RJD GalleryThe RJD Gallery in Bridgehampton presents the opening of “Inside OUT: Outside IN” on Saturday, November 9. This exhibition, judged by Dr. Elaine Melotti Schmidt and Didi Menendez, features the finest works selected out of 500 entries.Artists Choose ArtistsThe Parrish Art Museum in Water Mill presents its annual “Artists Choose Artists” exhibit. Seven notable artists jury the exhibit. Each selects two artists based on submissions.Artists include Lillian Ball with Scott Bluedorn and Janet Culbertson, Ralph Gibson with Tria Giovan and Thomas Hoepker, Valerie Jaudon with Janet Goleas and Bastienne Schmidt, Jill Moser with Mary Boochever and Dan Welden, Alexis Rockman with Irina Alimanestianu and Ronald Reed, Lucien Smith with Anne Seelbach and Mark William Wilson, and Allan Wexler with Margaret Garrett and Priscilla Heine.A members’ opening reception will be held on Sunday, November 10, at 11 AM. The show runs through February 23.Fall Art ExhibitThe Southampton Artists Association presents its fall art exhibit on November 6 through 17 at the Levitas Center for the Arts at the Southampton Cultural Center. The opening reception is Friday, November 8, from 4 to 6 PM.Your Worlds PerspectiveYour Worlds Perspective Art Show will be held at Ashawagh Hall in Springs on Saturday, November 9 and Sunday, November 10. A reception will be held on Saturday, from 6 to 10:30 PM. Artists include Renee Gallanti, Miles Partington, Linda Capello, Carly Haffner, Aubrey Grainger, Whitney Hansen, Oliver Peterson, Dennis Bontempo, Michael Heller, Erick Osbaldo Segura, Adam Baranello, Francisco Aliotta, Andrea Karolina Japa, Alyssa Monique, Trish Franey, Keith Douglas, Christopher W. Clarke, Joe Denny, Sebastian Frouein, Rosa Hanna Scott, Jaime Velez, and many more.Marie DiSunnoThe Amagansett Free Library presents an artist reception for Marie DiSunno Lombardi on Sunday, November 10, at 2 PM.“Like my parents, I have lived here my entire life. My dad was born in Amagansett and my mom grew up in East Hampton. The inspiration for my paintings is often a reflection of growing up in this small community and being surrounded by its beaches and wetlands, while others are a product of my imagination. I’ve been told my paintings are happy. Isn’t that what life is all about?” said the artist.Lydie EgosiOn Friday, November 8, at 5:30 PM, Temple Adas Israel in Sag Harbor will host an art opening with wine and cheese reception featuring the work of the late and prominent Sag Harbor-based artist, Lydie Egosi. All are welcome to attend. Shabbat services will follow at 6 PM.email@example.com Share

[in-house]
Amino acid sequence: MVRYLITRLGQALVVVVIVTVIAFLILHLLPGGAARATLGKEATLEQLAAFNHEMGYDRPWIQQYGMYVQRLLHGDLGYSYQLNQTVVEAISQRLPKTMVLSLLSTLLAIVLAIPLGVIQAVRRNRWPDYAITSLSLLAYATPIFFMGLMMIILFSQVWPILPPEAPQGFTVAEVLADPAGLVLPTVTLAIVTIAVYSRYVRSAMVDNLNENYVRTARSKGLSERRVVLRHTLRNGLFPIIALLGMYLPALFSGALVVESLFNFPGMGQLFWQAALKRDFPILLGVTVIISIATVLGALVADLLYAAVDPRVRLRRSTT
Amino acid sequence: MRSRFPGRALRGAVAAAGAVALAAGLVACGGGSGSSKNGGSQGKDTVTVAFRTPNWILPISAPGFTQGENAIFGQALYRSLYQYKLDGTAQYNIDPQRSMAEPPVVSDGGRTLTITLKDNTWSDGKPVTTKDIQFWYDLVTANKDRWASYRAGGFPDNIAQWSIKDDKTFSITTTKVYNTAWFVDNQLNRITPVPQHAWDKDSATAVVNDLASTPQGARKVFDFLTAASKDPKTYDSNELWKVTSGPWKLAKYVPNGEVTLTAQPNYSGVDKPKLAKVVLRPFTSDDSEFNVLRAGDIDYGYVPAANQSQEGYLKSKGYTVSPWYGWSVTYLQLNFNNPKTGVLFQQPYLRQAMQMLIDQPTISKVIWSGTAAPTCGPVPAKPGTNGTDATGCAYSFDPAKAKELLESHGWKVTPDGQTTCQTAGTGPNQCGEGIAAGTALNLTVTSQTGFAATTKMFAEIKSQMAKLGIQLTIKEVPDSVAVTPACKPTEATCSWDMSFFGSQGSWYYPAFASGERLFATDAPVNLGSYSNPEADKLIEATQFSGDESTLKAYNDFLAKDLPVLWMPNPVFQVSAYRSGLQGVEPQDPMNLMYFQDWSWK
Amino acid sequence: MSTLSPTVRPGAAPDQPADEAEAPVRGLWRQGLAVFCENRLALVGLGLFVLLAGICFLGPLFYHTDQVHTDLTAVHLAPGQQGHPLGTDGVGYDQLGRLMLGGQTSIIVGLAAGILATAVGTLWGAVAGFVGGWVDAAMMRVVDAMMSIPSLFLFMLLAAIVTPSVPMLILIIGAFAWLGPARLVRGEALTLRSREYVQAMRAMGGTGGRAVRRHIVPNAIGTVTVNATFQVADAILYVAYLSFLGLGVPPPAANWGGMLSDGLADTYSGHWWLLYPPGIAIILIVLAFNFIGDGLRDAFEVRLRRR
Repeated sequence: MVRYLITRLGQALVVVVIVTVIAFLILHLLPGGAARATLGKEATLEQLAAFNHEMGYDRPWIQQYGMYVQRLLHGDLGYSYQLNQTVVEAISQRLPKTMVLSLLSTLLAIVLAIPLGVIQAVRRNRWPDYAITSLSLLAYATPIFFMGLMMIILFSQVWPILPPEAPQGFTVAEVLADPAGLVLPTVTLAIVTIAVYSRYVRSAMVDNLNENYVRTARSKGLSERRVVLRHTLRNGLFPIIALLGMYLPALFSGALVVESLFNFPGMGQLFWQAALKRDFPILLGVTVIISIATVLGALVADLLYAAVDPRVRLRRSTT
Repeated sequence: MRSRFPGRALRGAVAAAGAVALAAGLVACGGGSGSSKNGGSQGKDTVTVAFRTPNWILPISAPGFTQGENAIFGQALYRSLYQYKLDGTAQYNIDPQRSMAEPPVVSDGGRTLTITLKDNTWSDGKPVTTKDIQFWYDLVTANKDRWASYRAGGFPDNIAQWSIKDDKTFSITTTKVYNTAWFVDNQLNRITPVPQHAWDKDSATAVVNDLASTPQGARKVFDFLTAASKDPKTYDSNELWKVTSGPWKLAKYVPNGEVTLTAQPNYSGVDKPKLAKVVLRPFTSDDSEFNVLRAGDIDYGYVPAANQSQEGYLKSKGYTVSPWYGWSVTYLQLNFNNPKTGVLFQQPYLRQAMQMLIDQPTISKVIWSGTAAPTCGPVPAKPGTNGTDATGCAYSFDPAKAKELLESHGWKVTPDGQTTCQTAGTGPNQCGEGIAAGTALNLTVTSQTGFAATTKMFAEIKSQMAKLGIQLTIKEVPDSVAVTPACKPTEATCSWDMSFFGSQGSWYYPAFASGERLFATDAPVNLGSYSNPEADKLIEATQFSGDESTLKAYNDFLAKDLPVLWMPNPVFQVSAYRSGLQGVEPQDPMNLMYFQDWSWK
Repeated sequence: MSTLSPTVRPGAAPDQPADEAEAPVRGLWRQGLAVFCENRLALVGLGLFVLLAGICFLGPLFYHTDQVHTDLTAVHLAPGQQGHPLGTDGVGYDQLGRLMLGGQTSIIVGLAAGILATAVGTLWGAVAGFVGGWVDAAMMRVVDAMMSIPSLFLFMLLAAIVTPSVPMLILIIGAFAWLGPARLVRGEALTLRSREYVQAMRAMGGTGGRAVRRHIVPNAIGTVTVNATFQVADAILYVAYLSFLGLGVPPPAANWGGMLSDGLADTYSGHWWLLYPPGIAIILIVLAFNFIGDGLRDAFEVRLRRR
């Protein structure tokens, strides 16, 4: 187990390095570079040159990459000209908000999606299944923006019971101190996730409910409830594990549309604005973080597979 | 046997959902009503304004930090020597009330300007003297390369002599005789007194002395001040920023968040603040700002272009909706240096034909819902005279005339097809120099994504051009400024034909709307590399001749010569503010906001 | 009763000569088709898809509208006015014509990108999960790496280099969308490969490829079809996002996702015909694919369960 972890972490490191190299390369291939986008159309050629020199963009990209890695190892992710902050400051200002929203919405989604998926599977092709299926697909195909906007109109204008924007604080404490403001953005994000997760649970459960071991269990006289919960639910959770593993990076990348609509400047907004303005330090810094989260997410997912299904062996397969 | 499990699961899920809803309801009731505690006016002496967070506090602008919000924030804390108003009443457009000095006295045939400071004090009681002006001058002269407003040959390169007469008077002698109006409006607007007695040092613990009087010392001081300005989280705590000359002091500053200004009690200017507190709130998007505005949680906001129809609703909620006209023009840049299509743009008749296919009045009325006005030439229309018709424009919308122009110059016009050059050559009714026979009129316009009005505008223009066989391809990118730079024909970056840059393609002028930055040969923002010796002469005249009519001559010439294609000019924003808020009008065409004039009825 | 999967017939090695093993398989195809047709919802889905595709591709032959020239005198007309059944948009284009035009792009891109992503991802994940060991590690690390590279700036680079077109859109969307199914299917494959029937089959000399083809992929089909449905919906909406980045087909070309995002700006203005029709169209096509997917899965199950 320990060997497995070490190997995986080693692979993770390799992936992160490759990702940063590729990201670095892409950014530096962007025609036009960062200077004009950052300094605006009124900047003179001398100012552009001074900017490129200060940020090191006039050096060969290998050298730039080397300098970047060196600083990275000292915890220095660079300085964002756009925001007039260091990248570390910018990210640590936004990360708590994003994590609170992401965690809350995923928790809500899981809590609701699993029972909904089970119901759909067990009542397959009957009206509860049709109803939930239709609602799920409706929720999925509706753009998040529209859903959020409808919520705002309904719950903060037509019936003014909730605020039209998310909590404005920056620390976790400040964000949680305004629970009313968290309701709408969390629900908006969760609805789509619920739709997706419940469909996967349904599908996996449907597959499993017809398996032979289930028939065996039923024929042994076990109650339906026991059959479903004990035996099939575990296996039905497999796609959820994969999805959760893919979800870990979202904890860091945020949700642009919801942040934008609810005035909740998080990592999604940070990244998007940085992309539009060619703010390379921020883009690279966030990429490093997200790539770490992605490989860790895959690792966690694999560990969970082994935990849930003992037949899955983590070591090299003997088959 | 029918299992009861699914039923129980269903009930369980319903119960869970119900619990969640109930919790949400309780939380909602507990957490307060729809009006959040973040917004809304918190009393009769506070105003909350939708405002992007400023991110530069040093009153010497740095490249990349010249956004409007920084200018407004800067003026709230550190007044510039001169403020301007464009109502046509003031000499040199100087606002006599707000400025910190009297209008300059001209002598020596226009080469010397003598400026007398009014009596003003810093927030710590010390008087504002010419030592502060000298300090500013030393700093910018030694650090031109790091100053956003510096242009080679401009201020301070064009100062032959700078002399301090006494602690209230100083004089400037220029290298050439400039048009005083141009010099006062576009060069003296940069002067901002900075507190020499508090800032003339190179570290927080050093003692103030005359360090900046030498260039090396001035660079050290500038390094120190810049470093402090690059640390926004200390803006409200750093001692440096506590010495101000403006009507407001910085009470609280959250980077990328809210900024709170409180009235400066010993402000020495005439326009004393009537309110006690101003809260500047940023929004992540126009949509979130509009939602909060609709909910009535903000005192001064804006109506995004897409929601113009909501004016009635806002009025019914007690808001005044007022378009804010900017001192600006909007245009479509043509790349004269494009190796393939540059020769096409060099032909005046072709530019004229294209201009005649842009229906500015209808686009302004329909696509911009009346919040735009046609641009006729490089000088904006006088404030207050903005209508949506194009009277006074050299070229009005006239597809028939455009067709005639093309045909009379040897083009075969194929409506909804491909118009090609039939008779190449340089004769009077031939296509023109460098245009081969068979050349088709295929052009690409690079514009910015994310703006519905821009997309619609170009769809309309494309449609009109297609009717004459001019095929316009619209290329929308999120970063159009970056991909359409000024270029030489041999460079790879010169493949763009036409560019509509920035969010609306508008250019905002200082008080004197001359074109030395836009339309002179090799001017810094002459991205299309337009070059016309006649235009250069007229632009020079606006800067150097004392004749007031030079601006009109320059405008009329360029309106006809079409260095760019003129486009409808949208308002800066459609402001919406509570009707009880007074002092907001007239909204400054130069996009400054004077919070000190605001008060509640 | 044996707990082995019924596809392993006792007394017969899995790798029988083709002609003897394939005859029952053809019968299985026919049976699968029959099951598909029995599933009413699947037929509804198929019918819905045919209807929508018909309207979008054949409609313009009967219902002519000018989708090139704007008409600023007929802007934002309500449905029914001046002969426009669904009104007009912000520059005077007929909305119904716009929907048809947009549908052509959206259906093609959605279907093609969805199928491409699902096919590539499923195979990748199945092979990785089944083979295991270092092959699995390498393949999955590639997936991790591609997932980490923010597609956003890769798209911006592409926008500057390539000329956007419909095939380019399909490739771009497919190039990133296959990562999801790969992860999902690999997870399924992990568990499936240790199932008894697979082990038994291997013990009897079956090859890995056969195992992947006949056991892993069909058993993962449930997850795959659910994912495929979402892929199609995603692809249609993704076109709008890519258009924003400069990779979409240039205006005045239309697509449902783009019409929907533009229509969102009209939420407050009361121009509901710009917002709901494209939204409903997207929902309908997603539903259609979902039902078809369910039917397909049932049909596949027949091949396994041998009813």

Subscribe Get instant access to must-read content today!To access hundreds of features, subscribe today! At a time when the world is forced to go digital more than ever before just to stay connected, discover the in-depth content our subscribers receive every month by subscribing to gasworld.Don’t just stay connected, stay at the forefront – join gasworld and become a subscriber to access all of our must-read content online from just $270.